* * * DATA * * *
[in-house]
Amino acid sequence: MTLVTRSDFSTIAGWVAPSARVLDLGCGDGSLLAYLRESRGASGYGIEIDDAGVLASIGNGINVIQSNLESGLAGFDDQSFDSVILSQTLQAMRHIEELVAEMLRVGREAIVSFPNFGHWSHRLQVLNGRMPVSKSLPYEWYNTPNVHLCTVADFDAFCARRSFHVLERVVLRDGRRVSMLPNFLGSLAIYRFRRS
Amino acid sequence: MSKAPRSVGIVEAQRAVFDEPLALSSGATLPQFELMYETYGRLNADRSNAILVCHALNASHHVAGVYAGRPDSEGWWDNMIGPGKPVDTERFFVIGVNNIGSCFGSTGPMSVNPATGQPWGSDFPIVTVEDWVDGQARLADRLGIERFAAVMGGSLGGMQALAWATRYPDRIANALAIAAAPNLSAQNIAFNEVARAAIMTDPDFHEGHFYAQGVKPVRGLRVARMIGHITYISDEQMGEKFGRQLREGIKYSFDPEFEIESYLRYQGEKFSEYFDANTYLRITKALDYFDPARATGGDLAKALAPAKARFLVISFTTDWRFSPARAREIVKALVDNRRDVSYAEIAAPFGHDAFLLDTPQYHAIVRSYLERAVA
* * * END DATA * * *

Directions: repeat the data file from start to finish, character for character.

[in-house]
Amino acid sequence: MTLVTRSDFSTIAGWVAPSARVLDLGCGDGSLLAYLRESRGASGYGIEIDDAGVLASIGNGINVIQSNLESGLAGFDDQSFDSVILSQTLQAMRHIEELVAEMLRVGREAIVSFPNFGHWSHRLQVLNGRMPVSKSLPYEWYNTPNVHLCTVADFDAFCARRSFHVLERVVLRDGRRVSMLPNFLGSLAIYRFRRS
Amino acid sequence: MSKAPRSVGIVEAQRAVFDEPLALSSGATLPQFELMYETYGRLNADRSNAILVCHALNASHHVAGVYAGRPDSEGWWDNMIGPGKPVDTERFFVIGVNNIGSCFGSTGPMSVNPATGQPWGSDFPIVTVEDWVDGQARLADRLGIERFAAVMGGSLGGMQALAWATRYPDRIANALAIAAAPNLSAQNIAFNEVARAAIMTDPDFHEGHFYAQGVKPVRGLRVARMIGHITYISDEQMGEKFGRQLREGIKYSFDPEFEIESYLRYQGEKFSEYFDANTYLRITKALDYFDPARATGGDLAKALAPAKARFLVISFTTDWRFSPARAREIVKALVDNRRDVSYAEIAAPFGHDAFLLDTPQYHAIVRSYLERAVA